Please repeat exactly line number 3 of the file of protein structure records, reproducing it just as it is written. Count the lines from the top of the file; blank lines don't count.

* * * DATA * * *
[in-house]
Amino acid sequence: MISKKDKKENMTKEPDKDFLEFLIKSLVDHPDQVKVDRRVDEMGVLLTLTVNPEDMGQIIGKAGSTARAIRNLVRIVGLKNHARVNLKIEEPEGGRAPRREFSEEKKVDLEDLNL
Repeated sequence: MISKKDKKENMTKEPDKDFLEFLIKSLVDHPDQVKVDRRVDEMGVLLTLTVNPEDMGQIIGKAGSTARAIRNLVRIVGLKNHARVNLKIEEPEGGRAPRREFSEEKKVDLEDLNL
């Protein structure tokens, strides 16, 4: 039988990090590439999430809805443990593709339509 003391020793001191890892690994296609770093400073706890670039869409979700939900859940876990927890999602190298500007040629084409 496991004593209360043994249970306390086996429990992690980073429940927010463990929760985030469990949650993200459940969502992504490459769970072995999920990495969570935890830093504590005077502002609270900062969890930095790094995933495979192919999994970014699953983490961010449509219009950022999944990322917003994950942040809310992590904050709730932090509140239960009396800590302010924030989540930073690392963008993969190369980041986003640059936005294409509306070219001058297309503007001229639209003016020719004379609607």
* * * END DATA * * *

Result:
Repeated sequence: MISKKDKKENMTKEPDKDFLEFLIKSLVDHPDQVKVDRRVDEMGVLLTLTVNPEDMGQIIGKAGSTARAIRNLVRIVGLKNHARVNLKIEEPEGGRAPRREFSEEKKVDLEDLNL